NLTK's pos_tag function

NLTK's pos_tag is NLTK's primary off-the-shelf tagger for parts of speech. It relies on the Penn Treebank tagset and encodes a list of tokens as tuples with shape (token, part_of_speech).


If you don't have the Penn Treebank tagset installed, you can get it using NLTK's built-in downloader tool like so:

# import nltk

To illustrate how to use this function, let's take the following sentence as an example:

a = "Alan Shearer is the first player to score over a hundred Premier League goals."
a_sentences = nltk.sent_tokenize(a)
a_words     = [nltk.word_tokenize(sentence) for sentence in a_sentences]
a_pos       = [nltk.pos_tag(sentence) for sentence in a_words]

[[('Alan', 'NNP'),
  ('Shearer', 'NNP'),
  ('is', 'VBZ'),
  ('the', 'DT'),
  ('first', 'JJ'),
  ('player', 'NN'),
  ('to', 'TO'),
  ('score', 'VB'),
  ('over', 'IN'),
  ('a', 'DT'),
  ('hundred', 'CD'),
  ('Premier', 'NNP'),
  ('League', 'NNP'),
  ('goals', 'NNS'),
  ('.', '.')]]

Take a look at the use of the word "over" in the above sentence. The 'IN' tag in the tuple ('over', 'IN') indicates that it's being used as a preposition in the phrase "over a hundred."


b = "Hank Mardukas was over-served at the bar last night."
b_sentences = nltk.sent_tokenize(b)
b_words     = [nltk.word_tokenize(sentence) for sentence in b_sentences]
b_pos       = [nltk.pos_tag(sentence) for sentence in b_words]

[[('Hank', 'NNP'),
  ('Mardukas', 'NNP'),
  ('was', 'VBD'),
  ('over-served', 'JJ'),
  ('at', 'IN'),
  ('the', 'DT'),
  ('bar', 'NN'),
  ('last', 'JJ'),
  ('night', 'NN'),
  ('.', '.')]]

This time, "over-served" is tagged as 'JJ' (adjective). NLTK knows that "over" is part of the attributive adjective phrase describing Hank and the potentially embarrassing state in which he found himself at the bar last night.

We can apply this routine to our Law and Order episode recaps like so:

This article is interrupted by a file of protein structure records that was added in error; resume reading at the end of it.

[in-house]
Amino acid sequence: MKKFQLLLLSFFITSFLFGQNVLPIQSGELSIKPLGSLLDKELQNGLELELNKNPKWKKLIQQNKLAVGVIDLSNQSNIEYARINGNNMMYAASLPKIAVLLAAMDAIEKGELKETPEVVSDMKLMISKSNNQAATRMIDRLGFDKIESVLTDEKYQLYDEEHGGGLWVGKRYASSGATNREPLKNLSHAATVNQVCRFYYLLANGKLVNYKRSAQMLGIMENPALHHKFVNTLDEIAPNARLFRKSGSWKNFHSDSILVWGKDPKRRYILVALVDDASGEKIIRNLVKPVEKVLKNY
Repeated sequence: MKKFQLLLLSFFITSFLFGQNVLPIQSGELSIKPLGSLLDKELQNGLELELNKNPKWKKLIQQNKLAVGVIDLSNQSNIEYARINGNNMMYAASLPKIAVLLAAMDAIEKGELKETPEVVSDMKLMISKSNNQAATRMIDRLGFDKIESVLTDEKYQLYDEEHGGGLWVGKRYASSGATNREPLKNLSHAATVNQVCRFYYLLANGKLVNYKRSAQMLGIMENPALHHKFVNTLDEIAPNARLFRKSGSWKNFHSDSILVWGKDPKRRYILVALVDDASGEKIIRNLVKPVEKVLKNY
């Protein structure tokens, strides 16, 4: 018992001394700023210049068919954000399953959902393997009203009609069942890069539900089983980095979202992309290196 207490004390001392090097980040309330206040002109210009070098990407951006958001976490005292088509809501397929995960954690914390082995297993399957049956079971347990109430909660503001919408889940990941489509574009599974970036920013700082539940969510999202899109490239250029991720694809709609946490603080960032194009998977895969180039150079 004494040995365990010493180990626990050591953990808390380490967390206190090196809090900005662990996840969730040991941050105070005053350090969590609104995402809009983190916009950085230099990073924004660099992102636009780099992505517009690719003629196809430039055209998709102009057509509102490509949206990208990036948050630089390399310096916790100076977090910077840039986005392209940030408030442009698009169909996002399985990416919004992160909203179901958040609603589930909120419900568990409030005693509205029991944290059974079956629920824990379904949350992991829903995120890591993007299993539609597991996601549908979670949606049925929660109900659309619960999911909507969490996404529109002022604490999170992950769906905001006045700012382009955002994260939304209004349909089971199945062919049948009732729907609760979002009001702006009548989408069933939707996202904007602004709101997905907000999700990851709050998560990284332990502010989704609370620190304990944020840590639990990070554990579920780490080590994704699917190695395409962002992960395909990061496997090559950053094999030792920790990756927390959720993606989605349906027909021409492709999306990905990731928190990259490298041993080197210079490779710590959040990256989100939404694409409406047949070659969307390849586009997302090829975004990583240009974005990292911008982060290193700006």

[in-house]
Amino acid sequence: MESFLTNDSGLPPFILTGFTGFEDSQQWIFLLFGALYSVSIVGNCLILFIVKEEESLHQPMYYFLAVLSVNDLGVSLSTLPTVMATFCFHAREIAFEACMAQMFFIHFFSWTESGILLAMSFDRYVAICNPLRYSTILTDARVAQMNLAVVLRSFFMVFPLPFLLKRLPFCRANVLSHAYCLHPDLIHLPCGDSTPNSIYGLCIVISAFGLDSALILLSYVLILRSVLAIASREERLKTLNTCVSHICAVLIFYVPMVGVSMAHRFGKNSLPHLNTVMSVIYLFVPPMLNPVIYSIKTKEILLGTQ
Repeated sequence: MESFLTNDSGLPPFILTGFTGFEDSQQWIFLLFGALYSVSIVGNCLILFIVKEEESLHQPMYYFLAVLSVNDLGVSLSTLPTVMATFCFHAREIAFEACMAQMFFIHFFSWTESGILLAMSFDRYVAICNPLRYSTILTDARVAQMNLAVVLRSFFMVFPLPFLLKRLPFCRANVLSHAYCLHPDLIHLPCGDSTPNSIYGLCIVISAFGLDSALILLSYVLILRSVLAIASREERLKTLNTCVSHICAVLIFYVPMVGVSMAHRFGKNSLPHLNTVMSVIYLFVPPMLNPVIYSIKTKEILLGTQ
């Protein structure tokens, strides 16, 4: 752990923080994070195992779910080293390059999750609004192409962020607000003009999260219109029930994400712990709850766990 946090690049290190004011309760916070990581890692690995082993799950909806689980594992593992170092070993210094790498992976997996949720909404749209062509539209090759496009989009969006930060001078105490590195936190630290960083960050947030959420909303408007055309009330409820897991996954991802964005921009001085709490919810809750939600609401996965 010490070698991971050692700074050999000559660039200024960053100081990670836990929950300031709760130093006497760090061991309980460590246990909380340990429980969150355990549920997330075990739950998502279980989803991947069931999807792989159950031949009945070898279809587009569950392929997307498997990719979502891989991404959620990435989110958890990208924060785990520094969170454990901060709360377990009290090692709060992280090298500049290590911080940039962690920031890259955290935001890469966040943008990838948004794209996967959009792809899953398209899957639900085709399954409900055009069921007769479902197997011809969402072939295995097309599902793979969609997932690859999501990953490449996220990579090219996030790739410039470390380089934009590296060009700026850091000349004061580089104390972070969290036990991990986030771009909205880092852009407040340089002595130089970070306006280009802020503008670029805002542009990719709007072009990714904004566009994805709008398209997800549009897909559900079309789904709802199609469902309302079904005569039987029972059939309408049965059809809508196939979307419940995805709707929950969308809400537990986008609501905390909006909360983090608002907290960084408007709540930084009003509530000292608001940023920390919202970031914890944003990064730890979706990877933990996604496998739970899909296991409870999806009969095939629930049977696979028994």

pos_tags  = [nltk.pos_tag(sentence) for sentence in tokenized]
print "First 10 (word, parts of speech) in the first sentence\n"
print pos_tags[0][:10]

First 10 (word, parts of speech) in the first sentence

[('After', 'IN'), ('a', 'DT'), ('woman', 'NN'), ('called', 'VBN'), ('Angela', 'NNP'), ('Jarrell', 'NNP'), ('is', 'VBZ'), ('discovered', 'VBN'), ('dead', 'JJ'), ('in', 'IN')]

Here's a list of parts-of-speech abbreviations for reference.

CC Coordinating conjunction
CD Cardinal number
DT Determiner
EX Existential there
FW Foreign word
IN Preposition or subordinating conjunction
JJ Adjective
JJR Adjective, comparative
JJS Adjective, superlative
LS List item marker
MD Modal
NN Noun, singular or mass
NNS Noun, plural
NNP Proper noun, singular
NNPS Proper noun, plural
PDT Predeterminer
POS Possessive ending
PRP Personal pronoun
PRP$ Possessive pronoun
RB Adverb
RBR Adverb, comparative
RBS Adverb, superlative
RP Particle
SYM Symbol
TO to
UH Interjection
VB Verb, base form
VBD Verb, past tense
VBG Verb, gerund or present participle
VBN Verb, past participle
VBP Verb, non-3rd person singular present
VBZ Verb, 3rd person singular present
WDT Wh-determiner
WP Wh-pronoun
WP$ Possessive wh-pronoun
WRB Wh-adverb

Extracting the Entities

NLTK gives us some really powerful methods for isolating entities in text. One of the simplest and most powerful tools at our disposal is the batch_ne_chunk function which takes a list of tagged tokens and returns a list of named entity chunks.

You can chunk sentences by passing sentences that have been tagged with parts-of-speech to batch_ne_chunk.

named_entity_chunks =  nltk.batch_ne_chunk(pos_tags)
print sentences[0]
print named_entity_chunks[0][:9]